The Tipu Sultan Shahi Mosque, popularly known as Tipu Sultan Masjid, located in the heart of the city of Calcutta at 187 Lenin Sarni, is regarded as a relic of the architectural and cultural heritage of the city. The mosque, constructed in 1832 by Prince Ghulam Mohammed, the youngest son of Tipu Sultan, is one of the finest examples of Mughal architecture in the city.
Tipu Sultan, born Fateh Ali Sahab Tipu in 1750 and later came to be known as the Tiger of Mysore, was an implacable enemy and a formidable opponent to the imperialistic ambitions of the British East India Company. He sparked the conflict with his attack on British allied Travancore in 1789. Unfortunately, he was defeated in the Fourth Anglo-Mysore War by the imperial forces of the British East India Company, supported by the Marathas, and was captured while defending his fort of Serigapatnam. After that, he was unethically and unceremoniously killed by the British on 4 May 1799. Seven years after his death, his entire family, including his fourteenth son, Prince Gholam Mohammad, was deported to Calcutta in 1806 and was bundled into the mud huts on a marshy area, locally known as Russa Pugla, named after a Sufi Pir. Subsequently, it was renamed Tollygunge, after Colonel William Tolly.
Depending on the stipends from the British, the exiled family gradually settled down in a growing Calcutta and prospered, mainly due to the diligence and versatility of Prince Gholam Mohammad. Soon, he built a large estate that included the present-day Tollygunge Club, also known as Tolly Club (Ref –Tolly Club) and the Royal Calcutta Golf Club (Ref - the Royal Calcutta Golf Club). He then purchased a plot of land in the central area of the city and built the Tipu Sultan Shahi Masjid in 1832, at the junction of CR Avenue and Dharmatala Street, later renamed Lenin Sarani, dedicated to the memory of his father. A decade later, he built the twin of that Masjid in Tollygunge, near his estate, at the crossing of Prince Anwar Shah Road and Deshpran Sasmal Road.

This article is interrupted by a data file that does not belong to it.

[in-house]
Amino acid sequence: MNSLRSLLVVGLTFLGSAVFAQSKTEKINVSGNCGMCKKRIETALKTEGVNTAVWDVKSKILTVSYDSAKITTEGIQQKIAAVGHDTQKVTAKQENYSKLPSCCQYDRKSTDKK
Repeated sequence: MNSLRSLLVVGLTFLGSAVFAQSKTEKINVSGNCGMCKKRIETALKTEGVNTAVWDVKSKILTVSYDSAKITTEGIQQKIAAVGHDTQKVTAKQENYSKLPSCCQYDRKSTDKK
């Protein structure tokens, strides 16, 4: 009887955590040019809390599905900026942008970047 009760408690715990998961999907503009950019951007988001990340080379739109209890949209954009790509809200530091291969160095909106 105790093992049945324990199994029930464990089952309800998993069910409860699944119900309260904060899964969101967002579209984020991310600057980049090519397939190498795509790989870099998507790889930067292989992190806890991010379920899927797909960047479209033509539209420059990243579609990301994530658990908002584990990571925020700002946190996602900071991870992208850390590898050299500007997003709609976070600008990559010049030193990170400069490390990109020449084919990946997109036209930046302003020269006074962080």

The double-aisled Mosque bearing the footprints of Tipu Sultan and adorned with multiple domes and tall corner towers covers an area of 14,531 sq feet (1350 sq m). The spires over the domes, the minarets, the arches, and the elaborate carvings on the façade gave the mosque an impressive graceful look. The big checkered courtyard with the capacity to accommodate 1000 people at a time, looks almost like a massive, enclosed chessboard, while the roof over the courtyard is supported on several simplistic narrow pillars. People from all sections of the society, irrespective of religion, are allowed to visit the holy place without any restriction.
Tipu Sultan Shahi Masjid is run by the royal trust of the royal family, which is under the property of Ghulam Mohammad and managed by the two Imams of the mosque.Due to the digging and construction works of Metro Railway in the Esplanade area, Tipu Sultan Masjid was damaged in the early 1980s.
However, the damage was repaired subsequently, with the joint effort of the Masjid Protection & Welfare Committee and the Metro Railways.